The copresidents reject any notion that Cuban cigar tobacco would become available to producers in other countries after the embargo ends. "No. That will never happen," says Núñez Blanco. "That is not part of our strategy, nor is it part of our thinking."
One piece of good news, at least at this point in the growing season, is that the 2015-2016 harvest appears to be on schedule. Núñez Blanco says that in most parts of Cuba plantings had been done ahead of schedule. Other sources told Cigar Aficionado that there had been some problems—and some replanting—due to heavy rains in late October, but the copresidents say that was never a widespread problem, and in fact farmers in most areas completed their planting early.
The positive agricultural report is important because Cuba continues to suffer from a shortage of tobacco, especially higher-grade tobaccos. Superpremium cigars, like the Cohiba Behike series and Hoyo de Monterrey Double Coronas were in short supply, or totally absent from retail shelves, in Havana in November, due in part to very bad harvests in 2012-13, 2013-14, and a small harvest in the most recent growing season, 2014-15.
"We do have a momentary shortage of tobacco," Núñez Blanco admits. "But we are trying to minimize it and find solutions, especially in regards to the balance in the market between our Ediciónes Regionales [Regional Editions] and our traditional brands."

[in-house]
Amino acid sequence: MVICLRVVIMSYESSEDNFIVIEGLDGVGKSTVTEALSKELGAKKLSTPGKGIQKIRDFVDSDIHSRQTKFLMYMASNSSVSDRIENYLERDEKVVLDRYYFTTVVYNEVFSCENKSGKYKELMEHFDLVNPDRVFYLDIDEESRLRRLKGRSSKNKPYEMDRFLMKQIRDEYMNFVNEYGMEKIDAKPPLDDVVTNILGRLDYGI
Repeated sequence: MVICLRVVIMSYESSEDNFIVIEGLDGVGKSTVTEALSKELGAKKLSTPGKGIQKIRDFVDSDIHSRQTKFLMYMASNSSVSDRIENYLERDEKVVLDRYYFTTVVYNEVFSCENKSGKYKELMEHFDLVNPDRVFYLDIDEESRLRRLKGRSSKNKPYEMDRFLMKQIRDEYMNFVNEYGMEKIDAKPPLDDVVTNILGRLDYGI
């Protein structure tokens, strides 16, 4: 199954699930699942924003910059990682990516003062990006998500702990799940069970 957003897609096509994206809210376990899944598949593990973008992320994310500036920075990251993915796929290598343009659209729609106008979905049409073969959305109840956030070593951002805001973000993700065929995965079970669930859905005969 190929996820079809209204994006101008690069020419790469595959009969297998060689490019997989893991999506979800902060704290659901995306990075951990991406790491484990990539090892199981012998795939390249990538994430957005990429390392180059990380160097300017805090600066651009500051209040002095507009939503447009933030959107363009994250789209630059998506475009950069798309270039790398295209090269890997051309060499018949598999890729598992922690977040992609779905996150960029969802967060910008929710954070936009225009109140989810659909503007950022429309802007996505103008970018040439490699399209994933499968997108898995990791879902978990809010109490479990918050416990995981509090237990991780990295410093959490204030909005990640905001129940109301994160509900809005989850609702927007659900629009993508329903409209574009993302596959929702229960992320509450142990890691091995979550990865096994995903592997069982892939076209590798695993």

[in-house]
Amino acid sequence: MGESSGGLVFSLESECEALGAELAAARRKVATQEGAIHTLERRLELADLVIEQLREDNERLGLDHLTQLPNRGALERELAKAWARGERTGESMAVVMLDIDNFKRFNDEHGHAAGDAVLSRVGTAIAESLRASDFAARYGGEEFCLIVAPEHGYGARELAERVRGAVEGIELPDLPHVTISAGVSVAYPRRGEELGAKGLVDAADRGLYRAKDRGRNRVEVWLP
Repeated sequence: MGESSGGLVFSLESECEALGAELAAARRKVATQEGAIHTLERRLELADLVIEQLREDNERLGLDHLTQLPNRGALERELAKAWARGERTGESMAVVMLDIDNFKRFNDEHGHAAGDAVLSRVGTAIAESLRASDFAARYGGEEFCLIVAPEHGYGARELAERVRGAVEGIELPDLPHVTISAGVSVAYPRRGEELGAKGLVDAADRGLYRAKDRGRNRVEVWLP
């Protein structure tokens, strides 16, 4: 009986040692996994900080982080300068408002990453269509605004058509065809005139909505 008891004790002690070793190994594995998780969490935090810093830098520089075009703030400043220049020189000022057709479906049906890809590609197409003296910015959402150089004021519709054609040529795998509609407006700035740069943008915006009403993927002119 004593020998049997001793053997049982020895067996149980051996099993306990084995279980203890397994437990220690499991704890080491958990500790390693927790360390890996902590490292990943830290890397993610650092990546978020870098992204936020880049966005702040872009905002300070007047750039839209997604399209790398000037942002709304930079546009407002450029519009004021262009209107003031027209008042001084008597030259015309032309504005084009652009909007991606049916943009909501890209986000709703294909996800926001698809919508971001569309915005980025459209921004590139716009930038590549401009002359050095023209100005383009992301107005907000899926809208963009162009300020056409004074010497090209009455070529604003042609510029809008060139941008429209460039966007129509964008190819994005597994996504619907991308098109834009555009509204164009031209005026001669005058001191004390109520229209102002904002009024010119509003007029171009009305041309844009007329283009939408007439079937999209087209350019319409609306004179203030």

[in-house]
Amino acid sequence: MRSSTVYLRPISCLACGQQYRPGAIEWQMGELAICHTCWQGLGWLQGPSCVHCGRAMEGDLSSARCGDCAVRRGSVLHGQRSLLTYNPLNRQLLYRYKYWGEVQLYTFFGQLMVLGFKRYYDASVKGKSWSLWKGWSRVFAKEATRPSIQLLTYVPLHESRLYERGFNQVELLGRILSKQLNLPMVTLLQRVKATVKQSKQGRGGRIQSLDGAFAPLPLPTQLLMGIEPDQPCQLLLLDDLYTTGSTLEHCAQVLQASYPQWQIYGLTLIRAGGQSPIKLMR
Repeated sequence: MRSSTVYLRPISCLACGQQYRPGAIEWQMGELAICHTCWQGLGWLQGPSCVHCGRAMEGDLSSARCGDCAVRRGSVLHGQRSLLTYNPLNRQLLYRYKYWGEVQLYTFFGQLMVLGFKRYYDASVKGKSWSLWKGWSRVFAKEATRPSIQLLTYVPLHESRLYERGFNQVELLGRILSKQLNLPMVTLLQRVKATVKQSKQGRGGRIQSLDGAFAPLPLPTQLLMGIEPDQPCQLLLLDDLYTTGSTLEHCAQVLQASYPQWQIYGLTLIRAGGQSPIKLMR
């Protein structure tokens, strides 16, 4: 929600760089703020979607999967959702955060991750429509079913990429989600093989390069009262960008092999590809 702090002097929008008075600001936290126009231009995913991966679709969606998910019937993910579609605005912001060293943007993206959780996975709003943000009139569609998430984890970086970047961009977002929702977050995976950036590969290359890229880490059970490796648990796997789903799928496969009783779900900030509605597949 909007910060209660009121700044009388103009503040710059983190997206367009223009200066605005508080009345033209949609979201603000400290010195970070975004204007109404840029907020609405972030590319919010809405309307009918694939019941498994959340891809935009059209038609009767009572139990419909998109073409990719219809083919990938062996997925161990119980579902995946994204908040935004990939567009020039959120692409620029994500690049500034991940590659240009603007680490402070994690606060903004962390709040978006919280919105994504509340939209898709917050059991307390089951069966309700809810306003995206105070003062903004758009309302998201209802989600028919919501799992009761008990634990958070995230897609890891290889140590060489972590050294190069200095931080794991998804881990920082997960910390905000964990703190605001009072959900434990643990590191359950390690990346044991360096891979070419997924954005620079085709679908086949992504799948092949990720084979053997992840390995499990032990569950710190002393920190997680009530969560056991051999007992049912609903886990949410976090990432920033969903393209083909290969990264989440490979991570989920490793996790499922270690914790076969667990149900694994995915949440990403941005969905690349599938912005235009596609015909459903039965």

Sánchez Harguindey suggests that the tobacco shortages complicated the delivery of some of the special cigars that Habanos produces every year, such as Edición Limitadas. "We are trying to increase efficiencies and productivity to get things to market when we announce them," he says. Cigar smokers have been awaiting the third Edición Limitada for 2015, the Hoyo de Monterrey Maravilla (9 inches long by 55 ring gauge). The other two ELs, the H. Upmann Magnum 56 and the Ramon Allones Club Allones arrived at tobacconists toward the end of last summer.
Several other special-production cigars revealed at the 2015 Festival del Habano were not yet available in the world's cigar shops as this issue went to press. Those include the Montecristo 80th Aniversario and the 2015 Gran Reserva, a Romeo y Julieta Wide Churchill Cosecha 2009.
The copresidents were coy about the plans for Cohiba in 2016, the brand's 50th anniversary. There were rumors, which the executives refuse to confirm, that the special Cohiba cigar released at the Festival would be a 60 ring gauge, or some kind of thicker ring gauge cigar. [Editors' Note: At the time of publication, details on the 2016 releases had yet to be confirmed. For updated information click here.]
"We have been following the trends of consumers with thicker cigars. We will never abandon thinner ring gauge cigars, but we have to follow the trends in the market. So, there may be some surprises in the bigger ring gauges," says Sánchez Harguindey.
In addition to Cohiba, the two other brands to be highlighted at the Festival are a Cuaba 20th Anniversary cigar, and the Hoyo de Monterrey Reserva Cosecha 2012, which will be the same size as an Epicure No. 2.